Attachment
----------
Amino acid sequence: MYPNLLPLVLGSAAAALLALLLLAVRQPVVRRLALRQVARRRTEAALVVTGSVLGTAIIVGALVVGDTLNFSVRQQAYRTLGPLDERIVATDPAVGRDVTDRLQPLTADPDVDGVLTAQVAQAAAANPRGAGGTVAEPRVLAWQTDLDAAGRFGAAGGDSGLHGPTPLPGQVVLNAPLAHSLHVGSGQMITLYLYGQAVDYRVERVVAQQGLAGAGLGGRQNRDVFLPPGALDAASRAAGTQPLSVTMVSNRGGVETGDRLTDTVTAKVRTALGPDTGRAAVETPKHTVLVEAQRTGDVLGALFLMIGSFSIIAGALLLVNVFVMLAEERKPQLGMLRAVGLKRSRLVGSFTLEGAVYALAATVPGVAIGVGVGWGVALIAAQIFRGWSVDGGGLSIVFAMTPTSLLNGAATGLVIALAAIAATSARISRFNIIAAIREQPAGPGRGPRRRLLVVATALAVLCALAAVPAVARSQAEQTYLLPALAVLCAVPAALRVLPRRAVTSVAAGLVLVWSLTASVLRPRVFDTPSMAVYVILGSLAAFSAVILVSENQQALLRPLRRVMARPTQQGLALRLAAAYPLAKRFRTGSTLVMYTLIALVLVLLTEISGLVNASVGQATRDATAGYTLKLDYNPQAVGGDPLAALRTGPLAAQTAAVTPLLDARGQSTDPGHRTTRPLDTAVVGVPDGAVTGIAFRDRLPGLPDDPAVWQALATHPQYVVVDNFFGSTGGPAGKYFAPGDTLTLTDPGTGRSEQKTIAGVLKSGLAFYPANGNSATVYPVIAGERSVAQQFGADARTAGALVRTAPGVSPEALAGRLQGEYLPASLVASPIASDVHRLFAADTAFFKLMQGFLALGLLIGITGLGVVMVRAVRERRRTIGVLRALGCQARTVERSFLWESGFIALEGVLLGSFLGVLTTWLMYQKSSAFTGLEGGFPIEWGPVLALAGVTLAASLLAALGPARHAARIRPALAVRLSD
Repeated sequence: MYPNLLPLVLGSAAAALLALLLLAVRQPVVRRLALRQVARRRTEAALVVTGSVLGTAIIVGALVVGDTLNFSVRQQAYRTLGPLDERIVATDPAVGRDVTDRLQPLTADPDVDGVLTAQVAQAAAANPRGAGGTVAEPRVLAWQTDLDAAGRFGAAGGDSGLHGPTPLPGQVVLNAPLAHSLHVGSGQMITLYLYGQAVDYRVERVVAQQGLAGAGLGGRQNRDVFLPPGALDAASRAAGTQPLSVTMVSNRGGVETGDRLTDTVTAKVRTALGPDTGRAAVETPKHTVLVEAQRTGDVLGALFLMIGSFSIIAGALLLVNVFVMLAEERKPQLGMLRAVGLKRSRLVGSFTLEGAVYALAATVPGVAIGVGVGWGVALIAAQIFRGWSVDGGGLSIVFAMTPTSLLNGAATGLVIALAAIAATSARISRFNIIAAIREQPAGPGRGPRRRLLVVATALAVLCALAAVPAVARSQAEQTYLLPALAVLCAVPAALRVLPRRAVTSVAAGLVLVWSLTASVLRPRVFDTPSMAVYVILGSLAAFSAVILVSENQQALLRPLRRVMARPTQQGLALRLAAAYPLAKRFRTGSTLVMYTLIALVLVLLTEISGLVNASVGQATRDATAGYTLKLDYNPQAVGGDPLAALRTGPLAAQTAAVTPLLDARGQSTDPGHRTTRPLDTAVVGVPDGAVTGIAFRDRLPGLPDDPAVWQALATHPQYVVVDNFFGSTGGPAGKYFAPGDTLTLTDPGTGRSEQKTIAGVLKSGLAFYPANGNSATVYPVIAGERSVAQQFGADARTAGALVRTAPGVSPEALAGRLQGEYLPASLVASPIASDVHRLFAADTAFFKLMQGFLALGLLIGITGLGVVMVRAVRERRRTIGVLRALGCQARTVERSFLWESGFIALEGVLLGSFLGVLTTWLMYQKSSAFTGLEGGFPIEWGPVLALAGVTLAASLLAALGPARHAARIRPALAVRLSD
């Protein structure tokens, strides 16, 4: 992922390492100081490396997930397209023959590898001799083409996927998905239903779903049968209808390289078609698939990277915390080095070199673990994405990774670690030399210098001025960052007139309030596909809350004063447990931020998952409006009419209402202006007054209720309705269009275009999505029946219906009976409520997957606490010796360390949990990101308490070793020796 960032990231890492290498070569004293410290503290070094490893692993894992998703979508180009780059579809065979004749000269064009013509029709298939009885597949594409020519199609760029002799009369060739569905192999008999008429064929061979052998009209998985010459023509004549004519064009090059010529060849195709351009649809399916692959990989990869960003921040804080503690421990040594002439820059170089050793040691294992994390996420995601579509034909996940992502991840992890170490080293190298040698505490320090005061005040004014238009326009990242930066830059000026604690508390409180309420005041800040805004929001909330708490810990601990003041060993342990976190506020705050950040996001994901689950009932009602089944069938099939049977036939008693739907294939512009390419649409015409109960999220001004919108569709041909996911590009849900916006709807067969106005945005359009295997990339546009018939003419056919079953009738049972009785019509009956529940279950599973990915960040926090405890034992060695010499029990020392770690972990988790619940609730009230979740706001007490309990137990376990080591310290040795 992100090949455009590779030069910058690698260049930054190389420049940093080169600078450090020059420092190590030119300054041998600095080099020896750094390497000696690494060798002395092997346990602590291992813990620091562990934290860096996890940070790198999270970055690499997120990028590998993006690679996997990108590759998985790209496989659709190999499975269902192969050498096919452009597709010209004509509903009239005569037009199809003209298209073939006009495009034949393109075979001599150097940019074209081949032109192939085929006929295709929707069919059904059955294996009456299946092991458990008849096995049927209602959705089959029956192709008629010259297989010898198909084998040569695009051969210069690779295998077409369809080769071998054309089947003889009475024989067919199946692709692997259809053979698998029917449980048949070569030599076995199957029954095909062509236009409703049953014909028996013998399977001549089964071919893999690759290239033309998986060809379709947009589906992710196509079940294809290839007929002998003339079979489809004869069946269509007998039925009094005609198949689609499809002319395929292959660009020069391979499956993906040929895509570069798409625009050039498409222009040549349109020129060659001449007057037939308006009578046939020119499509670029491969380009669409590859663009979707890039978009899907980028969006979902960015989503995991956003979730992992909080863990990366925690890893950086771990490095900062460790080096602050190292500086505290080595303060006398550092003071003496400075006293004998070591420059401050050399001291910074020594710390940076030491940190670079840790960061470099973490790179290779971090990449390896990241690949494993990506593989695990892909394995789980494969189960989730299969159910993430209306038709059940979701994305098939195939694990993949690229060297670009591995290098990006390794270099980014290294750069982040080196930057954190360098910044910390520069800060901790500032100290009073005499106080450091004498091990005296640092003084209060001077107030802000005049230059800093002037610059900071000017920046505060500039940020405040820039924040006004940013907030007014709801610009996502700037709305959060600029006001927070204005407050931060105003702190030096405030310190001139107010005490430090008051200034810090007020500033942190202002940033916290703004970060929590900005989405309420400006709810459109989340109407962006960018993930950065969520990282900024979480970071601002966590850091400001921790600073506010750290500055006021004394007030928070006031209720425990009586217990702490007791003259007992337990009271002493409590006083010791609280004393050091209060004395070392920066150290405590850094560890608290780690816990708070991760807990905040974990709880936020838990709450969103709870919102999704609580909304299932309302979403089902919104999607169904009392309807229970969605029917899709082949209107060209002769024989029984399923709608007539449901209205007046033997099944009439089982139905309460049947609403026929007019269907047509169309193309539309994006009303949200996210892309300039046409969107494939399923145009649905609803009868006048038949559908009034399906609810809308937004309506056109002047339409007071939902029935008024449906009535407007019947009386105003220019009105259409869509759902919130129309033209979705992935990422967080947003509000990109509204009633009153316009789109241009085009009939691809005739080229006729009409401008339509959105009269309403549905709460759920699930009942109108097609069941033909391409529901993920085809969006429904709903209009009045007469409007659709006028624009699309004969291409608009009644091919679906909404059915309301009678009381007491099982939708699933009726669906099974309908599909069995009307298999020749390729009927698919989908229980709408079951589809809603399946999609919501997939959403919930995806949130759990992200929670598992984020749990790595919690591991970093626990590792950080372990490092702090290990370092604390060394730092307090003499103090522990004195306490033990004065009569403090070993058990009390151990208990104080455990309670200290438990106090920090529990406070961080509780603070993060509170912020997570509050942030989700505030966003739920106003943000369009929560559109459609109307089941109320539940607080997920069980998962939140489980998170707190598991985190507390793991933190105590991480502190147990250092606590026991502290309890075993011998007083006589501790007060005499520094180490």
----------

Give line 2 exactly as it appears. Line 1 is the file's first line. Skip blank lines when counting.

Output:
Repeated sequence: MYPNLLPLVLGSAAAALLALLLLAVRQPVVRRLALRQVARRRTEAALVVTGSVLGTAIIVGALVVGDTLNFSVRQQAYRTLGPLDERIVATDPAVGRDVTDRLQPLTADPDVDGVLTAQVAQAAAANPRGAGGTVAEPRVLAWQTDLDAAGRFGAAGGDSGLHGPTPLPGQVVLNAPLAHSLHVGSGQMITLYLYGQAVDYRVERVVAQQGLAGAGLGGRQNRDVFLPPGALDAASRAAGTQPLSVTMVSNRGGVETGDRLTDTVTAKVRTALGPDTGRAAVETPKHTVLVEAQRTGDVLGALFLMIGSFSIIAGALLLVNVFVMLAEERKPQLGMLRAVGLKRSRLVGSFTLEGAVYALAATVPGVAIGVGVGWGVALIAAQIFRGWSVDGGGLSIVFAMTPTSLLNGAATGLVIALAAIAATSARISRFNIIAAIREQPAGPGRGPRRRLLVVATALAVLCALAAVPAVARSQAEQTYLLPALAVLCAVPAALRVLPRRAVTSVAAGLVLVWSLTASVLRPRVFDTPSMAVYVILGSLAAFSAVILVSENQQALLRPLRRVMARPTQQGLALRLAAAYPLAKRFRTGSTLVMYTLIALVLVLLTEISGLVNASVGQATRDATAGYTLKLDYNPQAVGGDPLAALRTGPLAAQTAAVTPLLDARGQSTDPGHRTTRPLDTAVVGVPDGAVTGIAFRDRLPGLPDDPAVWQALATHPQYVVVDNFFGSTGGPAGKYFAPGDTLTLTDPGTGRSEQKTIAGVLKSGLAFYPANGNSATVYPVIAGERSVAQQFGADARTAGALVRTAPGVSPEALAGRLQGEYLPASLVASPIASDVHRLFAADTAFFKLMQGFLALGLLIGITGLGVVMVRAVRERRRTIGVLRALGCQARTVERSFLWESGFIALEGVLLGSFLGVLTTWLMYQKSSAFTGLEGGFPIEWGPVLALAGVTLAASLLAALGPARHAARIRPALAVRLSD